The PointWise software is free to use. If you want to get a copy of the latest version (v4.1.2 at the time of writing this article), you can go to the official site where you can read more about it and you will also find a SnakeGrid PointWise Download link.
If you’re using Bentley MicroStation ™ for your CAD work, then SnakeGrid Transformer is the plug-in you’ll need.
What is SnakeGrid Transformer?
It is a MicroStation™ add-on that converts data between several different coordinate systems, including any required SnakeGrid as well as others such as the London Survey Grid, Ordnance Survey National Grid, and some local engineering site grids.
This plugin will work with all the elements within the native DNG file format for MicroStation.
The MicroStation elements are converted according to a set of user-definable rules. Vector maps are dynamically converted to the correct grid and raster maps are transformed with a multi-point warping algorithm.
No information is lost when files are converted. All symbology and user attributes (e.g. database linkages) are retained.
When to use?
The common use scenario for SnakeGrid Transformer is when you are working within Bentley MicroStation and you want to transform your drawings to and from a SnakeGrid.
How to get it?
This piece of software is licensed to users on an annual basis (no fixed price), so you cannot simply download it. Get in touch with the developers for a quote on the latest licence fee.
You can read more details about it on the official page.
If you are using the Feature Manipulation Engine (or FME) versions 2012 onwards, then you’ll probably want to use SnakeGrid Projector (also referred as SnakeGrid FME) to transform your features.
What is SnakeGrid Projector?
SnakeGrid Projector is a plugin for FME Desktop and FME Server. The plugin permits transformation of data within FME Software, in any of its supported formats, including CAD, raster, point clouds, shape files, etc. to and from the SnakeGrid coordinate systems.
Conversions can be made with Geodetic Latitude and Longitude, the US State Plane, British National Grid (OSGB36), the London Survey Grid and all UTM zones.
The plugin supports all the functionality of Feature Manipulation Engine and any of its supported data formats. These include CAD files (e.g. DXF, DGN and DWG), raster, point clouds, shape files, and many more.
When to use?
You should use this plugin if you are a user of FME Desktop or FME Server. This will improve your workflow and add efficiency in transforming your existing graphical data.
How to get it?
There are two flavours of this plugin for FME, depending on the environment you’re using. These are FME Desktop and FME Server. More details on Projector can be found on the official website. Keep in mind that these are both paid plugins.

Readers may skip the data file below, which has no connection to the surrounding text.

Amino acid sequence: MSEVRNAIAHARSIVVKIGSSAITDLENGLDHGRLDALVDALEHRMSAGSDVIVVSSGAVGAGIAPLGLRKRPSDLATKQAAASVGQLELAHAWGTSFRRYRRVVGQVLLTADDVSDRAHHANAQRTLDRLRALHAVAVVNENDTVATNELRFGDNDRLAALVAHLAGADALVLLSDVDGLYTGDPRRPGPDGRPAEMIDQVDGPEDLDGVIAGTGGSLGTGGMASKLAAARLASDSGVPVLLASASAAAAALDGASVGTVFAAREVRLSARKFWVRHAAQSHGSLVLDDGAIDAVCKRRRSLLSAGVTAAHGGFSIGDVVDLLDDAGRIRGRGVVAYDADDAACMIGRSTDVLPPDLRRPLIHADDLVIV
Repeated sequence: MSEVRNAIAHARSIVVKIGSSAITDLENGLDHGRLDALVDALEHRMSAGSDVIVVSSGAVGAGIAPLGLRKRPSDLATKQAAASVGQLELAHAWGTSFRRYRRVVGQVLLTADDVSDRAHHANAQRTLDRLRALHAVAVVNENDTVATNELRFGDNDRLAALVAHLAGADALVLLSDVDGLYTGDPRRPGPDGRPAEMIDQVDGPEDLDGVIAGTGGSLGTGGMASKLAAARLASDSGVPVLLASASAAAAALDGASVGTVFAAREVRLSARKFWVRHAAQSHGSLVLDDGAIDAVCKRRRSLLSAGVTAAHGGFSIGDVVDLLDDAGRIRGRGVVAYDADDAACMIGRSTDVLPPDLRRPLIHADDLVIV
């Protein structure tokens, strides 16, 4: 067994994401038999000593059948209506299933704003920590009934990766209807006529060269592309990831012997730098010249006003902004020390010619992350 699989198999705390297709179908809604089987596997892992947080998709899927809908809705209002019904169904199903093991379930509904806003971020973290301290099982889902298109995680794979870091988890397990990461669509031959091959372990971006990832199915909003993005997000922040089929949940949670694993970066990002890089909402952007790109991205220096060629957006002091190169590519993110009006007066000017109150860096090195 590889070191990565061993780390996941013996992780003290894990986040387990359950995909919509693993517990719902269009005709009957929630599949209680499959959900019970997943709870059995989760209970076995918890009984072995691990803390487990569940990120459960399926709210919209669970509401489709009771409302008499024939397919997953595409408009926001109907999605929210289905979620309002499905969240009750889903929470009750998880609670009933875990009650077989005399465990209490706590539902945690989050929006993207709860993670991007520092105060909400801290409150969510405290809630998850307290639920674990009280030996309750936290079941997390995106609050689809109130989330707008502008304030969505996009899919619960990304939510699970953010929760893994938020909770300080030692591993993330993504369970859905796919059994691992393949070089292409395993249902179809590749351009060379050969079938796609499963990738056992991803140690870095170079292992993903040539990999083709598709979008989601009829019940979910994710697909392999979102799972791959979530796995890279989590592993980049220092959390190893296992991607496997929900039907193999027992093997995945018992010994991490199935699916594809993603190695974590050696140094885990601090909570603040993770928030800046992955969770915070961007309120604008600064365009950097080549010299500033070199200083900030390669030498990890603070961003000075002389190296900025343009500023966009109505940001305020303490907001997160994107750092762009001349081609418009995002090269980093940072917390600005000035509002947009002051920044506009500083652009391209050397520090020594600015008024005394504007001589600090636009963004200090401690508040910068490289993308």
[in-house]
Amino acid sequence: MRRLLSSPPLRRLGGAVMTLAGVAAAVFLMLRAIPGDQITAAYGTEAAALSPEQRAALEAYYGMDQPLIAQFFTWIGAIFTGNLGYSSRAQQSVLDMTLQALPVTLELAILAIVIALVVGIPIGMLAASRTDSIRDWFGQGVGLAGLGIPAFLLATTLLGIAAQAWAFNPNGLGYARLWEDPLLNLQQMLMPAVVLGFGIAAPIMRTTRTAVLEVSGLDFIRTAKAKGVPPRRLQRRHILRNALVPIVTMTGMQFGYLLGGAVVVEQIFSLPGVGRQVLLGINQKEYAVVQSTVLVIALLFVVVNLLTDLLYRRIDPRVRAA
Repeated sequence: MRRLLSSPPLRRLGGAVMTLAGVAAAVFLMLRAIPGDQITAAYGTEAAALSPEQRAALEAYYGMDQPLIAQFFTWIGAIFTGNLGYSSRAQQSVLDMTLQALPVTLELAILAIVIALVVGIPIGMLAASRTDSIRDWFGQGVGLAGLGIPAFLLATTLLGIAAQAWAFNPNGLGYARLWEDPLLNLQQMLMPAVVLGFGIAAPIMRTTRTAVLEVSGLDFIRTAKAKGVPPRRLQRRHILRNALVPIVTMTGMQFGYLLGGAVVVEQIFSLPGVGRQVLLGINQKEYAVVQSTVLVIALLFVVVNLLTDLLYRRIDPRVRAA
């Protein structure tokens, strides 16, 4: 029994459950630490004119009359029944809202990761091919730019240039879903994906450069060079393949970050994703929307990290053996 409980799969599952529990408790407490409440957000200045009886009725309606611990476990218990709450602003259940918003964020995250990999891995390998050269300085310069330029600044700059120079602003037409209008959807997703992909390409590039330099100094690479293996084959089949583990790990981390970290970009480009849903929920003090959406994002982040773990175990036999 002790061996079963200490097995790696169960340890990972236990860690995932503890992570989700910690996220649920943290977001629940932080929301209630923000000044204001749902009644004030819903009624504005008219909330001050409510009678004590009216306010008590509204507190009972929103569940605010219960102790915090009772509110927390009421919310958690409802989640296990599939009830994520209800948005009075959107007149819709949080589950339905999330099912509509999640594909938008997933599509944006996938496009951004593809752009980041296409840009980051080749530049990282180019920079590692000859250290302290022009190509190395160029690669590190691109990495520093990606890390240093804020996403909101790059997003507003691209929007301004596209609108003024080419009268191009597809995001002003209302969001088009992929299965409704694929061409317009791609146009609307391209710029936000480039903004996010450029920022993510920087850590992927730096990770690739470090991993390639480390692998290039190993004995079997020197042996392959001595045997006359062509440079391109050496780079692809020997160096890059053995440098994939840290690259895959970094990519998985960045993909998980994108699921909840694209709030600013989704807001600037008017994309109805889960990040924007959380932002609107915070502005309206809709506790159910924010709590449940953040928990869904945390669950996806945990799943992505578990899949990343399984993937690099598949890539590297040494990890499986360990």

SnakeGrid Projector for FME Desktop currently costs £500 (excl. VAT) for a 12 month license.
SnakeGrid Projector for FME Server currently costs £2,500 (excl. VAT) for a 12 month license.
Additional plugin: SnakeGrid Object
There is another plugin that comes bundled in with Projector for FME. And this is called SnakeGrid Object. In short, this allows to either transform vertices individually (causing distortion of objects) or transform complex objects as a whole (constituent elements will not be distorted).
To find out why you would use this plugin, see the following video:
Engineering projects often have local coordinate systems defined on site. However, there is no correspondence between these Local Engineering Coordinate Systems and Defined Coordinate Systems such as ETRS89 , OSGB36 or NAD83.
What is SnakeGrid Local?
In short, it is a FME Desktop plugin that allows the user to create a SnakeGrid parameter file to recreate a local engineering grid and establish its relationship to other coordinate systems.
In order to use it, you input control point features in the local grid and in geodetic coordinates. The plugin will then define a locally tailored Transverse Mercator projection and a best fit similarity transformation.
The output results are a SnakeGrid parameter file (.dat), HTML report of results and point features with the data residuals as attributes.
When to use?
Use this plugin when you have a Local Coordinate System defined and you want to create a SnakeGrid parameter file to recreate the grid and establish its relationship to other coordinate systems.
How to get it?
You can download this plugin for FME Desktop and use it free of charge from the UCLB XIP Website.
This article has covered a lot of ground and, hopefully, has given you a deeper understanding of SnakeGrids and how they are used.
If you are interested in a tutorial on how to convert coordinates to and from SnakeGrid, you can read the follow article about SnakeGrid Coordinate Conversion.
Please leave a comment if you have any questions.
[…] If you are interested in a further explanation of SnakeGrid and the concept behind it, you can read my other article SnakeGrid – The Ultimate Guide. […]